MCINTYRE: Making diversity more than a statistic

Liz McIntyre

Villanova’s lack of diversity is no small secret. However, if the task of diversifying is largely left up to affirmative action and similar practices, then students will have little control over the makeup of our student population.

While admissions practices work to diversify Villanova’s racial makeup, they do not solve our fundamental issue.

Segregation on campus seems to naturally self-perpetuate, but not out of hostility. Many Villanova students generally do a good job of passively accepting the cultural distinctions exemplified by ethnic and racial identities. Still, we tend to stop there: we chalk our differences up as a cultural thing and then continue on in our attitudes and our comfort zones. Though our generation prides itself on being more widely accepting than previous cohorts, we do little to combat the comfort we find in those similar to ourselves, culturally or otherwise.

In reality, diversity is more than a statistic; as an active rejection of stereotypes and a welcoming inclusion of all, it requires a collective change in attitude. This shift in widespread mentality cannot merely be attained; rather, we must constantly work toward it.

Last week, StirFry Seminars’ founder, CEO and Master Trainer Lee Mun Wah, held a day-long training session on diversity and leadership. In one seminar, Lee Mun Wah began by teaching the Chinese custom of placing the last name first. Therefore, it would be appropriate to refer to him as Mr. Lee rather than Mr. Mun Wah, as Western thought would lead us to believe. The rest of the seminar employed similar exercises drawing attention to cultural nuances. For example, those of the group who were multilingual were given the opportunity to teach the rest of us how to say “good morning” and “thank you” in another language.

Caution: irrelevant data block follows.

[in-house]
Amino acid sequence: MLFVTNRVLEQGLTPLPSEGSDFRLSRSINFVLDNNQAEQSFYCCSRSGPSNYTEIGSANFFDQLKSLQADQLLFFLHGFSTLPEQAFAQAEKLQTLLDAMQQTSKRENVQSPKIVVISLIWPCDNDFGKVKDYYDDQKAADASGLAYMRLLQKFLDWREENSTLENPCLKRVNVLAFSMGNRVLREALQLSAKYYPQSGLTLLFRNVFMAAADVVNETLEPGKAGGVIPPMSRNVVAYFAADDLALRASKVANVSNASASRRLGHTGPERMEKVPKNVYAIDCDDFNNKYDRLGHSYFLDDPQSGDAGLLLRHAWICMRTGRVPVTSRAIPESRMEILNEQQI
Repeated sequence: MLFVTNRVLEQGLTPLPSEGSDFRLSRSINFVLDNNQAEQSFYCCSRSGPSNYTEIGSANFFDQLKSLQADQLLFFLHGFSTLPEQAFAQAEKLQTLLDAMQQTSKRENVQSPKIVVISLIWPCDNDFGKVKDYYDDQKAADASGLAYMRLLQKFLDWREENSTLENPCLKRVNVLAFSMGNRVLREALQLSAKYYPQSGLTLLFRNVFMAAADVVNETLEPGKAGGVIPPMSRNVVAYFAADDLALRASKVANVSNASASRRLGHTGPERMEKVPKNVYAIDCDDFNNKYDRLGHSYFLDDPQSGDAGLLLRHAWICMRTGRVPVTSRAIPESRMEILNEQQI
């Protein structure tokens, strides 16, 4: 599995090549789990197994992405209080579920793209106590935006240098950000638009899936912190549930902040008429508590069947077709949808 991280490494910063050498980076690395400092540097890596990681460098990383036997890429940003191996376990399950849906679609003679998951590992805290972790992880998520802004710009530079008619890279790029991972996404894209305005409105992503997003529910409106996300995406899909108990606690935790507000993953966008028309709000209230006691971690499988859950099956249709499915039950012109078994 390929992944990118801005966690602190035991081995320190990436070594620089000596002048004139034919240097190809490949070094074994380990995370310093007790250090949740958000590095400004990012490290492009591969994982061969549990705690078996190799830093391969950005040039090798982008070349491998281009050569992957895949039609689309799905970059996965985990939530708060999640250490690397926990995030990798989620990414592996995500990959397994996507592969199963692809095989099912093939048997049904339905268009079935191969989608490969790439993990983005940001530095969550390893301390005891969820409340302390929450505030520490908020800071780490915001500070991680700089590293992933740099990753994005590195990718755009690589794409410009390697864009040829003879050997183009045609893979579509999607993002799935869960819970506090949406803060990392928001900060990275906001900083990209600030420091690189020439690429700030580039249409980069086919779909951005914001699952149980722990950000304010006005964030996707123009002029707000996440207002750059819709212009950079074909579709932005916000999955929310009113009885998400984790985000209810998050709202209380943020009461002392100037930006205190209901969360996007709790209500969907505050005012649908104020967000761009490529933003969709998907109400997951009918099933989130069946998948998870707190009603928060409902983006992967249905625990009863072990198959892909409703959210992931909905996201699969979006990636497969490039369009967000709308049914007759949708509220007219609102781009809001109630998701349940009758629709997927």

So why seek to diversify rather than unify? Or, given the example of language, why not put our efforts into proselytizing a global uniform language? Because even if we cannot communicate fluently in another language, the effort taken to do so can make the other party more comfortable in a uniquely personal way. More than a sign of acceptance, it is a sign of an active interest in the heritage of an individual.

As with all interactions, such a personal touch is unparalleled in its efficacy, particularly in communication and collaboration. It would be easy to accept the phrases and customs of other cultures as just a small glimpse into those subscribing to doctrines different from our own. Lee emphasized that those glimpses should not just represent for us an acknowledgment of different beliefs, but an appreciation of them.

Diversity will not be created by an admissions committee; rather, it is an expression of widespread value for those from all walks of life. This past weekend’s Indian celebration of Jadoo, formerly known as Diwali, marks a cultural tradition that is beloved by the Villanova community. When we take a similar level of interest in the myriad other cultural events that flavor our campus, as well as the people living those cultures daily, we will be closer to achieving diversity.


Liz McIntyre is a junior psychology major from Chapel Hill, N.C. She can be reached at [email protected].